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The Vatican's solar panels are the subject of a new book

December 8, 2010:

Solar panels on the roof of the Vatican

Two years after the Vatican installed its solar energy panels, the Holy See has released a book entitled The Energy of the Sun in the Vatican.

The book outlines the development of the two renewable energy projects within the Vatican City walls: the solar cooling plant above the cafeteria and the photovoltaic plant on top of the Paul VI Audience Hall.

Speaking at the book launch this week, Cardinal Giovanni Lajolo, President of the Governatorate of Vatican City State, said solar energy had “unlimited possibilities” and was hugely important in the face of climate change which, he added, was not only a problem of ecology but “impacts international justice and peace”.

Milan Nitzschke, vice president of SolarWorld, the German-based company that sponsored and built the Vatican’s solar installations, said the Vatican was setting an example to the rest of the world.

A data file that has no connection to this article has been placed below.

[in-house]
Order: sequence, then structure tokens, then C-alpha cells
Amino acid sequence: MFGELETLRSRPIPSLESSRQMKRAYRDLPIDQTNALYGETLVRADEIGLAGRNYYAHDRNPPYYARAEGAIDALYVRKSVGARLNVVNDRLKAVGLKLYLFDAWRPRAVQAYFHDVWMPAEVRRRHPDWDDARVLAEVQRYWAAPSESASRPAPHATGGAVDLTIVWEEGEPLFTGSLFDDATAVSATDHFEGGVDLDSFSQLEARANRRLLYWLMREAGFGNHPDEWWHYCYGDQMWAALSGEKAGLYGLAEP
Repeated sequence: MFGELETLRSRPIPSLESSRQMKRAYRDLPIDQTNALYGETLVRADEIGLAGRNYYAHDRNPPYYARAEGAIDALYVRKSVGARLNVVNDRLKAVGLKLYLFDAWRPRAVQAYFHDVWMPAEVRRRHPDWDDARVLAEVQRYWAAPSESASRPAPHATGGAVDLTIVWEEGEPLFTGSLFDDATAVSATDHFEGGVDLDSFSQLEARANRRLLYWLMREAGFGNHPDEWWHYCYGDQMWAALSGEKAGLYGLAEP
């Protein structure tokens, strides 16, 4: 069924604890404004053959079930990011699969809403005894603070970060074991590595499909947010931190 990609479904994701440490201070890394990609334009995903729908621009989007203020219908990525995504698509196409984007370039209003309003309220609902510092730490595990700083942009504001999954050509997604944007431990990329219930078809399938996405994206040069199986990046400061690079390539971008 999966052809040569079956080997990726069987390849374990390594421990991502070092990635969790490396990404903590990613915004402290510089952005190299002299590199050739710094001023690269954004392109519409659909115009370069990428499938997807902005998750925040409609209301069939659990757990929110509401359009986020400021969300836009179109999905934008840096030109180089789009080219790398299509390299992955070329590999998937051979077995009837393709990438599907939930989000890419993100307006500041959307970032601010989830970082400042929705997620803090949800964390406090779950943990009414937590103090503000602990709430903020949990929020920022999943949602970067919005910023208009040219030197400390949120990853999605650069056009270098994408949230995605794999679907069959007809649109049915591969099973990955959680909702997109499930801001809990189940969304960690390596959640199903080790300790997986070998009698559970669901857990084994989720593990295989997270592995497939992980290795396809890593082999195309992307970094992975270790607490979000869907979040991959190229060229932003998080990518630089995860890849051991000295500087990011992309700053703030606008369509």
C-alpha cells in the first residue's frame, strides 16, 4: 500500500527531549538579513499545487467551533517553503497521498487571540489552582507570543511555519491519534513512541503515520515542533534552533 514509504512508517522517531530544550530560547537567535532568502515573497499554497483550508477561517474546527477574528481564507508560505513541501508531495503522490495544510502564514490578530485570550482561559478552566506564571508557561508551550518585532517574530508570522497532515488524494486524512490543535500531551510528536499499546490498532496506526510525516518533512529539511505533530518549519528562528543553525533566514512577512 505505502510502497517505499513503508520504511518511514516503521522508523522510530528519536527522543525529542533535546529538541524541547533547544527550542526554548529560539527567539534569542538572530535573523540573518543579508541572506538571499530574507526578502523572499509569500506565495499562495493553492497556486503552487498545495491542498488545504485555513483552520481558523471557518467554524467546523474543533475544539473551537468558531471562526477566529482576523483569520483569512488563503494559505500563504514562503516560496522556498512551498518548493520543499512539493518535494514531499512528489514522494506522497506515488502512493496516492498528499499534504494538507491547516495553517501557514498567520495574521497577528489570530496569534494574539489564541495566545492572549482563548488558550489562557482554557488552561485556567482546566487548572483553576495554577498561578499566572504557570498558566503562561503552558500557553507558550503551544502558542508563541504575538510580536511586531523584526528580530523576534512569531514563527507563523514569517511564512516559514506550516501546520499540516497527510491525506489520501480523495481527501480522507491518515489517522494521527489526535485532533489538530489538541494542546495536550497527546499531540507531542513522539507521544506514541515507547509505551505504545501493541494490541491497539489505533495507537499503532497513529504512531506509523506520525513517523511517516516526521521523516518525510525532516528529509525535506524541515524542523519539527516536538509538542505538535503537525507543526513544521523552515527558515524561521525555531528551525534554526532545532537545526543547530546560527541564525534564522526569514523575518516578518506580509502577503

The solar panels produce around 20% of the electricity needed in the Vatican, and the installations had been done sensitively and without affecting the Vatican City’s beautiful architecture, he added.

Earlier this year, the Vatican’s official daily newspaper said the tiny Vatican City was now by far the world's most environmentally friendly state. Osservatore Romano said it produced 200 watts of solar energy per inhabitant at peak times, compared to 80 watts per inhabitant in Germany, the world leader in this field. However, the Vatican City has the smallest number of people of any sovereign state, with a population of only 800 people.

Osservatore Romano said that the panels installed on the Paul VI conference hall two years ago had saved the Vatican the equivalent of 89.84 tons of oil.

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